One of the best things about living in Phoenix is the proximity to a plethora of climates and landscapes, from cool Alpine forests to warm, craggy lava tubes formed by ancient volcanoes. Whether you’re seeking wet and wild summer adventure on Lake Pleasant or a cozy B&B fireplace to snuggle up by in winter, we’ve unearthed a great escape for every weekend of the year. Bonus: Four fabulous out-of-state trips to satisfy your inner gypsy.
1 Hike the Entire State...Virtually
Few locals will ever trek the 817-mile Arizona National Scenic Trail, which runs from the Arizona-Mexico border up through the Grand Canyon and to Utah. That’s not to say it can’t be done: In 2014, Tucson hiker Sirena Dufault conquered it in two-and-a-half months, raising $17,000 for Arizona Trail Association along the way. A new map exhibit inside the courtyard of Grand Canyon National Geographic Visitor Center gives guests the full trail experience, minus the muscle fatigue. “It’s like a virtual tour…” says National Geographic Visitor Center general manager Janet Rosener. “The display really captures the natural beauty that exists throughout the state, as well as the diversity of trail users who find adventure on the Arizona Trail.” In addition to the trail exhibit, the center has IMAX films, off-site tours and a café. 450 Arizona 64, Grand Canyon Village, 928-638-2203, explorethecanyon.com
Driving Time: 3 hours, 17 minutes (223 miles)
Fees: Exhibit is free; fees vary by activity
Kids: Take ‘em
For the first-time visitor, Lake Powell baffles easy description. It’s so vast, so surreal, such a paradoxical union of desert and...
“It’s like Monument Valley with water,” our boat pilot offers.
Well, yes. That’s it exactly, actually. The vertical sandstone, the ruddy buttes, the outlandish abundance of water – it’s a scene ripped straight from a classic Western, except John Wayne is riding a WaveRunner, not a saddlebred.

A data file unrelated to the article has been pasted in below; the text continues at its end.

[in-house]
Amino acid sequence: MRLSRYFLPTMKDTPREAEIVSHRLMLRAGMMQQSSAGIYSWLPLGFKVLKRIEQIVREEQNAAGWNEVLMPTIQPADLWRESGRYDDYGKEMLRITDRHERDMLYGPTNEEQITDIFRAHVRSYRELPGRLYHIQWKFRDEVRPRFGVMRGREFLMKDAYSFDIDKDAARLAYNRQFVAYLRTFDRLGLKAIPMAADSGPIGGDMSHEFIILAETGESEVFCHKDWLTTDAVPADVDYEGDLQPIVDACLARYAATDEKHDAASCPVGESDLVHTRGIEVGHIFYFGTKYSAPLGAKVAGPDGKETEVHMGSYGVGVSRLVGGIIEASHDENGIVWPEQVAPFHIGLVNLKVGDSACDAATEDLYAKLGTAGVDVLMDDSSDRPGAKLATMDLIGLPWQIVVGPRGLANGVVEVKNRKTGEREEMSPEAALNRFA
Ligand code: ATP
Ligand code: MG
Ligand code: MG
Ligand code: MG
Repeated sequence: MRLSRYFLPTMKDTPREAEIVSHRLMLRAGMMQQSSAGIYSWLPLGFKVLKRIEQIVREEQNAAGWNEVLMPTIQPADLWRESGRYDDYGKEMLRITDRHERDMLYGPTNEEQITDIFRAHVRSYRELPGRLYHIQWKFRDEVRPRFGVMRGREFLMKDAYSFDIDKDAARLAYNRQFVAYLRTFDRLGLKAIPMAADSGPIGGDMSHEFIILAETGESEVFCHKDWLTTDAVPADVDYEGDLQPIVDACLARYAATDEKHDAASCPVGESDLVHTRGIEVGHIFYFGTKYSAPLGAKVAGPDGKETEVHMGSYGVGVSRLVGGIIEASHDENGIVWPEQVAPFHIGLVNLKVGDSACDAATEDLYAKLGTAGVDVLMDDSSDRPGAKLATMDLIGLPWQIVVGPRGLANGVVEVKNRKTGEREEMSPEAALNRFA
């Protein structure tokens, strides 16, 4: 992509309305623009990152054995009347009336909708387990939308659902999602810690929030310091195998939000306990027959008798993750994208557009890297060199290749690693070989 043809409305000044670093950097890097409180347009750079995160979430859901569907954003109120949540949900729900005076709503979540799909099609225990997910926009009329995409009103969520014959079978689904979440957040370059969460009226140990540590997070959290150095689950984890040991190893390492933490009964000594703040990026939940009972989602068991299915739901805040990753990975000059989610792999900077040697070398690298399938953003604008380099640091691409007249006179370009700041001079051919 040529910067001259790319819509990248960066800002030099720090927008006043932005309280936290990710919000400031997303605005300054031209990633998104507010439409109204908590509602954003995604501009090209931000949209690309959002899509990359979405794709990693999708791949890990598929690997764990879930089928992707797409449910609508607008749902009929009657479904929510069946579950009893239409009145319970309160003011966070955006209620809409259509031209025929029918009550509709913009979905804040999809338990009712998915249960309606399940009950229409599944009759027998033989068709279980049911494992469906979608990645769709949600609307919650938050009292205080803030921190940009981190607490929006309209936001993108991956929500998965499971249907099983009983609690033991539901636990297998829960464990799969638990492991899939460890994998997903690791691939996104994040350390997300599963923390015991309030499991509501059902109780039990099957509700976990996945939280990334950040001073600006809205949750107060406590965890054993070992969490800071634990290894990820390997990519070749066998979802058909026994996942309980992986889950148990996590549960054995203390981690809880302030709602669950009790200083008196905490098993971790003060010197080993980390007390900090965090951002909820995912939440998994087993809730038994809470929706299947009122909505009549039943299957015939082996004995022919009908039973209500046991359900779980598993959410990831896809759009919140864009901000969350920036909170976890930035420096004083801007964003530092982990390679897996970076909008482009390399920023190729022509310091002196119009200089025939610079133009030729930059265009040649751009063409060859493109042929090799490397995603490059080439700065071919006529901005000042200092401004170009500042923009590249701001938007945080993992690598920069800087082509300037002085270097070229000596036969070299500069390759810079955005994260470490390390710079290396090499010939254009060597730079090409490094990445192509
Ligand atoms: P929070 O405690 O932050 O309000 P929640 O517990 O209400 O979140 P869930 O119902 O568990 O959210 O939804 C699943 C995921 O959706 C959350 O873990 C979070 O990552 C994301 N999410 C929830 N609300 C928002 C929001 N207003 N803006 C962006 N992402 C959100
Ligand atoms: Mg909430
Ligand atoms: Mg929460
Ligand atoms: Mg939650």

A confused brow furrow, a side-eyed glance and then a bemused smirk precede the question, heavy with doubt and a hint of patronization: “They make wine there?”
That’s the reaction I get when I tell people I’m going to Mexico’s Baja California to report on its wine region for a travel piece. Comically, it’s the same reaction I get days later when I tell the people of Baja about Arizona’s three wine-growing regions.
Flagstaff’s reputation as a granola college town is well-earned – you can’t toss a hacky sack downtown without hitting a bearded vagabond or a hoodie-clad coed shuffling from coffee shop to outdoor sporting goods store. But surely, underneath the tattered cargo pants, artful dreadlocks and forest musk, Flagstaff must have a fancy side. Even outdoorsy types and iconoclasts enjoy a night on the town and a bowl of nouveau shrimp and grits, right?
“We actually get less yearly rainfall than Dallas,” my buddy Martin informs me as we pedal through Portland’s trendy Buckman neighborhood.
Given Portland’s reputation as a rain-logged kingdom of artistic misfits, it’s a fairly shocking piece of trivia – even on this blazingly agreeable late-summer afternoon. “We never really get big downpours, like monsoons or any of that,” the newsweekly editor continues, as Buckman’s pleasant New England-style clapboard homes resolve into a receiving line of high-concept yoga studios and craft brewpubs. “What we get is four or five months of perfect weather, and then a steady drizzle the rest of the time. It never stops. But I don’t mind it. I’ll bike to work in it.”
Picking Your Poison
Arizona wine is rising up faster than a tangle of summer syrah vines. In 1990, there were five licensed wineries in the state. Today, there are 91, with roughly a dozen more due to open by the end of next year – each providing an additional tourism boon to the state’s three main growing regions. Similar but distinct, these high-country hotspots each present a dreamy fall drive.
Wine character and quality are intimately linked to the climate, slope and soil of its origins. Turns out, these same elements also make for some Grand Cru hiking trails. Arizona’s three major viticulture regions sit near trails that ascend mountains, meander along rivers and wetlands, and succumb to the gravity of gaping canyons. This fortuitous juxtaposition of the imbibable with the hikable begs to be exploited by teetotalers and tipplers alike. Let the post-winery wilding begin. Here’s how.